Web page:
Miscarriage and stillbirths: How the women like Meghan Markle and Sophie McCartney sharing their stories are influencing an entire generation not to feel ashamed

Here is a stark truth: an estimated one in six pregnancies end in miscarriage in the UK.

By Beth Murray

Thursday, 25th March 2021, 4:57 pm

Warning: this article includes discussion of miscarriage and stillbirth experiences

It’s an experience I know, as a young woman, could be mine one day.

But accompanying this number we’re now hearing stories from women who have experienced loss.

Those voices aren’t just speaking to others like them.

They are speaking to an entire generation of young women, like me, who now live in a world where something as natural and devastating as miscarriage isn’t something to be ashamed of.

This week, New Zealand became one of the first countries in the world to offer support to couples who experience child loss – at any stage of their pregnancy.

Those who miscarry or have a stillbirth are now entitled to three days of paid leave, regardless of how far along they were.

How women sharing their stories of loss are influencing an entire generation.

Here in the UK, employers are only required to offer paid leave when a couple has a stillbirth after 24 weeks.

If a baby dies before then it’s considered a miscarriage: you’re not entitled to paid leave.

By removing the time frame, New Zealand is challenging the “just push through” attitude so ingrained in society.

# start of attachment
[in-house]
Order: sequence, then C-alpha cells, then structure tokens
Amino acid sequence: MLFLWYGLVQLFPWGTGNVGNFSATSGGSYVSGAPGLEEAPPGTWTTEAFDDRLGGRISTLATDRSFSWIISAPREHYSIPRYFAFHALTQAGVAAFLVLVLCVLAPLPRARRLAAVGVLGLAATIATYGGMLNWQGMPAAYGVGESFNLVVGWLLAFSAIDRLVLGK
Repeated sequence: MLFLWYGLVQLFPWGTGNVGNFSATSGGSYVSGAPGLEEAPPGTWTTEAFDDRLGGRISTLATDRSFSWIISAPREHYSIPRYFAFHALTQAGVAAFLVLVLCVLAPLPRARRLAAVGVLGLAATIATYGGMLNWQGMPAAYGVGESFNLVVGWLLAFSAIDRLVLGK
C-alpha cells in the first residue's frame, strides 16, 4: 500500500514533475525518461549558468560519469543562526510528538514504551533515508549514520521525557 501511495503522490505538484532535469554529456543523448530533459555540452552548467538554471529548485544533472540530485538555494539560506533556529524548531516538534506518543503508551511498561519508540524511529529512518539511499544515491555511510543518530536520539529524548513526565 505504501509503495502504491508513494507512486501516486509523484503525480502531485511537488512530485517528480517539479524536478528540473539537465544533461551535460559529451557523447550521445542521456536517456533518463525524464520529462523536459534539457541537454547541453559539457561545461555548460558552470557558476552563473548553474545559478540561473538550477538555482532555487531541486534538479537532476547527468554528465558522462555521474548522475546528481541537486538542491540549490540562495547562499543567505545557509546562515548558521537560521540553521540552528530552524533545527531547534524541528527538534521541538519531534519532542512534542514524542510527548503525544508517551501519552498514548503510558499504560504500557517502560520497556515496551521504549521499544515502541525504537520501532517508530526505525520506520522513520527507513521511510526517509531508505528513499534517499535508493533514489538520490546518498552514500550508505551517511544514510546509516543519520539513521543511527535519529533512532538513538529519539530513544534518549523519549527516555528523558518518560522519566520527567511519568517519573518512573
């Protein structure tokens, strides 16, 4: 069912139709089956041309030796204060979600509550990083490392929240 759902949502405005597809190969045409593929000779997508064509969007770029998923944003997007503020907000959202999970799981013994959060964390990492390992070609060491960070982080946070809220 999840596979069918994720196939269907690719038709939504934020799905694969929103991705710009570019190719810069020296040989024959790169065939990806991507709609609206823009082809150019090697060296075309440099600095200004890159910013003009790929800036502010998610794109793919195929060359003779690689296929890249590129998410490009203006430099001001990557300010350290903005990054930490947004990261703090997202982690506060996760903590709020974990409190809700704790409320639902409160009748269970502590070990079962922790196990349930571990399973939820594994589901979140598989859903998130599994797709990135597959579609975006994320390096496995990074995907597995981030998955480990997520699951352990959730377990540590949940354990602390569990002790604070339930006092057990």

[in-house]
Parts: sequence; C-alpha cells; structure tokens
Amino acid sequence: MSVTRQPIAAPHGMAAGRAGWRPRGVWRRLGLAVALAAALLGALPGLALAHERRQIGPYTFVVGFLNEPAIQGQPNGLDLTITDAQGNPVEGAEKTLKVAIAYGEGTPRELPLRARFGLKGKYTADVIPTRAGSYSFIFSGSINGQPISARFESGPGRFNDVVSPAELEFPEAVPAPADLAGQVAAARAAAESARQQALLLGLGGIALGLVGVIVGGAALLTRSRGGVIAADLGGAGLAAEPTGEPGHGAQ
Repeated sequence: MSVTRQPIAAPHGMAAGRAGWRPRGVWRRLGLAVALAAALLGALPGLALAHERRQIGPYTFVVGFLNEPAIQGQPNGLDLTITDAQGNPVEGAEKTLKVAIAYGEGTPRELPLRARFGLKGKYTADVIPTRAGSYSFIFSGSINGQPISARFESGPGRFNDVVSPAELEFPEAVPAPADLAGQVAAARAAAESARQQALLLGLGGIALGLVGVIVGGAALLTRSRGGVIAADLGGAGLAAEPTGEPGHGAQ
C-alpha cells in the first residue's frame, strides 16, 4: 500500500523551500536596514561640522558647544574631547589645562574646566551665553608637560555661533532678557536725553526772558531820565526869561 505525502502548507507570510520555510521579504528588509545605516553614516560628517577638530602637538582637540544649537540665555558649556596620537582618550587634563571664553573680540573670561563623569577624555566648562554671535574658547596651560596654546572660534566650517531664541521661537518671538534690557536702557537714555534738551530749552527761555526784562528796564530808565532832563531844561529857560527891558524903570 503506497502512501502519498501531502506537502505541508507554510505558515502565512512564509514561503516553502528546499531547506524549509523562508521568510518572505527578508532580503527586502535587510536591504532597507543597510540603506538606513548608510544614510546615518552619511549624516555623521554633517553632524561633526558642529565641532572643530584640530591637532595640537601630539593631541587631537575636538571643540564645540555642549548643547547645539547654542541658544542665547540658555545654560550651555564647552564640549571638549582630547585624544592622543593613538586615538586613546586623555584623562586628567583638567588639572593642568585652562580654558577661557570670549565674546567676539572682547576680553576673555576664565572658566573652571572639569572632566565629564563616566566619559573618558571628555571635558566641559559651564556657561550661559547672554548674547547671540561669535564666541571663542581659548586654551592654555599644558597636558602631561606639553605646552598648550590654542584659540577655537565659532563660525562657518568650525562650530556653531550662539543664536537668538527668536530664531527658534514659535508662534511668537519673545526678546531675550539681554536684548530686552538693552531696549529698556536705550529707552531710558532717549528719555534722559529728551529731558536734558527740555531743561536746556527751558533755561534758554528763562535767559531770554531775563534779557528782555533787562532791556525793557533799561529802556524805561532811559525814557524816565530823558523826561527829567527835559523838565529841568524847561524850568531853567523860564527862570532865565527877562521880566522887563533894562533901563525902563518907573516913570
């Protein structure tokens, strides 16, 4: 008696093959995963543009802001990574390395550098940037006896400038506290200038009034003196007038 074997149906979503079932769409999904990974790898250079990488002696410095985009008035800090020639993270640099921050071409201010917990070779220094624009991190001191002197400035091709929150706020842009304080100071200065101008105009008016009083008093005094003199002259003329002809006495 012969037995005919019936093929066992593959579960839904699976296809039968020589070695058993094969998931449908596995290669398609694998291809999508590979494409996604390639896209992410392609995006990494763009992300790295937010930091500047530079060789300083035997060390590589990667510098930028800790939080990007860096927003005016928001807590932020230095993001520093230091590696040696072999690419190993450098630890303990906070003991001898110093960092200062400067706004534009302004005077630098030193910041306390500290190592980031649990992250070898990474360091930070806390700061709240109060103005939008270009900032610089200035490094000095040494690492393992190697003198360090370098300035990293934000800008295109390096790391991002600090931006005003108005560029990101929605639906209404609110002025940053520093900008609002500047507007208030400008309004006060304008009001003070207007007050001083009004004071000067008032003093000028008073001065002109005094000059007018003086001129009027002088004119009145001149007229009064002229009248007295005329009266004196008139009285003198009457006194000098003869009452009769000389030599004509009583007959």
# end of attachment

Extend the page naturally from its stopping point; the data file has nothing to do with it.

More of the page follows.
Last month, Naga Munchetty anonymously interviewed a gynecologist who revealed that while supporting other pregnant women through the pandemic, she had experienced two miscarriages of her own.

An estimated one in six pregnancies in the UK end in miscarriage.

She said she was “lucky” to have experienced both losses at an early stage. She didn’t have to take time off work.

I was taken aback that somehow, because the physical experience is a little less traumatic, the emotional trauma is more easily dismissed.

We’re all conditioned to push through challenging times, to pretend like we’re fine.

I think that attitude is particularly troubling in this case because no matter how you ethically, morally or physically quantify the loss, it is still just that, a loss.

Meghan Markle suffered a miscarriage in July, 2020.

A person’s body was cultivating a home and making a baby. Then, suddenly, it wasn’t.

When I read Meghan Markle’s story, I was stunned.

She told of the moment she knew something was wrong and her coping mechanisms.

I’d never read a first-hand account like that before.

She left herself open to criticism, but did it anyway because she knew she had a powerful voice that would be heard.

English comedian Sophie McCartney has also used her platform to raise awareness.

She shared her story in an Instagram video which stopped me in my tracks.

She walked me through what happened to her, the heart-wrenching weeks of uncertainty, waiting for a miscarriage she was warned was probably going to come.

She explained her fury towards her own body for not realising sooner something was wrong, describing feeling “tricked” and “mocked” as it caught up with the cruel fact that, while she was pregnant last week, she wasn’t pregnant anymore.

Meghan and Sophie and all the women like them are helping everyone who knows it could happen to them one day.

It isn’t pleasant to hear. Their pain is harrowing and leaves me feeling helpless because I can’t ease their loss.

If I’m ever unfortunate enough to miscarry during pregnancy it will crush me.

But thanks to the women who have gone before me, who have laid their most painful experiences bare, I won’t have to feel ashamed.

To them I say, thank you.

You can view the original article in the Scotsman here.